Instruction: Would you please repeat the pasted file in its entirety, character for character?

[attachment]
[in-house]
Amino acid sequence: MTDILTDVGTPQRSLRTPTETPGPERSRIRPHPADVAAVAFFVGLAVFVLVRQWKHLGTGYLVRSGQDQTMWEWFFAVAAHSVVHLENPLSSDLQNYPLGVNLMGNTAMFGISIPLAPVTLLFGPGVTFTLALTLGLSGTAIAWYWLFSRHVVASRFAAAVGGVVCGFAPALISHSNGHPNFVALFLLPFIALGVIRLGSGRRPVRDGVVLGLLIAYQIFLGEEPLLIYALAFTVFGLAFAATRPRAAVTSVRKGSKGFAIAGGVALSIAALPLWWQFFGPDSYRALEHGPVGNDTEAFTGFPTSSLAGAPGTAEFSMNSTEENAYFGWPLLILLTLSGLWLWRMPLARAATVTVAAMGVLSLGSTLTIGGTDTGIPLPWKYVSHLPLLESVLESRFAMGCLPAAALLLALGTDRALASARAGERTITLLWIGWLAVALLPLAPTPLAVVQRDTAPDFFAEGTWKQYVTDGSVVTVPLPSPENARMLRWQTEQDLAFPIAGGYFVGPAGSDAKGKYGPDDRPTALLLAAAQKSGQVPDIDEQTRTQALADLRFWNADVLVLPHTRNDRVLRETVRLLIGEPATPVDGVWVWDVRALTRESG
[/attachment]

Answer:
[in-house]
Amino acid sequence: MTDILTDVGTPQRSLRTPTETPGPERSRIRPHPADVAAVAFFVGLAVFVLVRQWKHLGTGYLVRSGQDQTMWEWFFAVAAHSVVHLENPLSSDLQNYPLGVNLMGNTAMFGISIPLAPVTLLFGPGVTFTLALTLGLSGTAIAWYWLFSRHVVASRFAAAVGGVVCGFAPALISHSNGHPNFVALFLLPFIALGVIRLGSGRRPVRDGVVLGLLIAYQIFLGEEPLLIYALAFTVFGLAFAATRPRAAVTSVRKGSKGFAIAGGVALSIAALPLWWQFFGPDSYRALEHGPVGNDTEAFTGFPTSSLAGAPGTAEFSMNSTEENAYFGWPLLILLTLSGLWLWRMPLARAATVTVAAMGVLSLGSTLTIGGTDTGIPLPWKYVSHLPLLESVLESRFAMGCLPAAALLLALGTDRALASARAGERTITLLWIGWLAVALLPLAPTPLAVVQRDTAPDFFAEGTWKQYVTDGSVVTVPLPSPENARMLRWQTEQDLAFPIAGGYFVGPAGSDAKGKYGPDDRPTALLLAAAQKSGQVPDIDEQTRTQALADLRFWNADVLVLPHTRNDRVLRETVRLLIGEPATPVDGVWVWDVRALTRESG